Gov. Larry Hogan announced Wednesday he will release $255 million in extra education funding in the next fiscal year to begin implementing a long-term plan to improve Maryland schools, but he expressed concerns about the blueprint approved by lawmakers this year by deciding to let the measure go into law without his signature.
Hogan wrote to leading lawmakers that education remains a top priority and he has supported many initial proposals made by the Kirwan Commission, which has been studying ways to improve the state's schools.
"However, I have significant reservations about your short-sighted methods for implementing the Kirwan Commission's final recommendations — namely that they will lead to massive increases in expenditures without providing the fiscal safeguards and much-needed accountability our students, parents, teachers, and taxpayers deserve," the Republican governor wrote to Senate President Thomas V. Mike Miller and House Speaker Adrienne Jones, who are both Democrats.
In April, the General Assembly approved legislation to begin implementing recommendations made by the commission. That includes raising teacher pay and implementing programs to help low-income and special education students. The money Hogan agreed to release is the first part of about $1.1 billion in funding increases over three years in the legislation.
Cheryl Bost, the president of the Maryland State Education Association, said while educators were surprised Hogan didn't sign the bill that received unanimous support in the state Senate, they were thrilled to see it will go into effect.
"Teachers and other educators will see their largest raise since the 2008 recession," Bost said. "More than 200 high-poverty schools will add wrap-around services such as counseling and health care to break down economic barriers to learning. Schools in every zip code will hire more special educators and paraprofessionals to help struggling learners with disabilities."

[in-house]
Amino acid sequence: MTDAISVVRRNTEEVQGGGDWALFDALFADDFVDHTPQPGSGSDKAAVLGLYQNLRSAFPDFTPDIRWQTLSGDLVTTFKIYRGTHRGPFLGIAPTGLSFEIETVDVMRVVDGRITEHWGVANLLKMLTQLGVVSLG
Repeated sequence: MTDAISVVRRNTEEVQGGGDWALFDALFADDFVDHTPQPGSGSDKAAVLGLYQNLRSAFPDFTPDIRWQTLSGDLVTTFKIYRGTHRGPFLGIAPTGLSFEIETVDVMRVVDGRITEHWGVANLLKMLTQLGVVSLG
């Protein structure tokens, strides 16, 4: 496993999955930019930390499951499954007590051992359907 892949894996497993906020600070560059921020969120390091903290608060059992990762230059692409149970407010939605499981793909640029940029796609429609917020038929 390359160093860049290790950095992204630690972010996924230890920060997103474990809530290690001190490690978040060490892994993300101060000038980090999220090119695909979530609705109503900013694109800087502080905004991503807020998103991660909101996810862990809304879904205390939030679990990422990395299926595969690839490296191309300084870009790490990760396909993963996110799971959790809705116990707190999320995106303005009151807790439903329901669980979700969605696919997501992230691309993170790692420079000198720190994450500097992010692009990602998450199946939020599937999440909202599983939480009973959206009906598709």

In March, as lawmakers were in session, thousands of educators from the teachers' union marched outside the State House in a call for increased funding.
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Fully implementing the commission's recommendations would cost an estimated $3.8 billion a year in a decade for K-12 education.
Hogan pointed out in his letter that the commission did not agree on new funding formulas to help pay for the increases. The formulas were last raised in 2002. The panel decided to keep working on how the state and local governments will divide that cost.
The measure included a proposal by the governor for an inspector general to search for corruption and mismanagement of school funding, but Hogan said the measure still falls short of needed accountability and fails to provide solutions to persistently failing schools.
"In the coming months, I look forward to working with you to develop a fiscally responsible proposal that both increases accountability and improves performance outcomes," Hogan wrote.
Miller and Jones said they would schedule a hearing in October to hear from the administration on funding proposals.
"We are happy to meet with you at any time to work in concert on a bipartisan plan to fund the recommendations of the Commission, and our staff, and the entire General Assembly, is happy to hear from you at your convenience," the presiding officers wrote in a letter to Hogan.
William Kirwan, the former chancellor of the University System of Maryland who chaired the commission, told lawmakers earlier this year that the recommendations are geared toward putting Maryland schools on track to performing with the world's best.
Kirwan has highlighted the goal of closing large achievement gaps based on income, race, disability and other student groups. Kirwan also has noted that Maryland education funding, including state and local funds, is among the most regressive in the nation, meaning that districts with a high proportion of low-income students receive less funding than schools serving wealthier communities.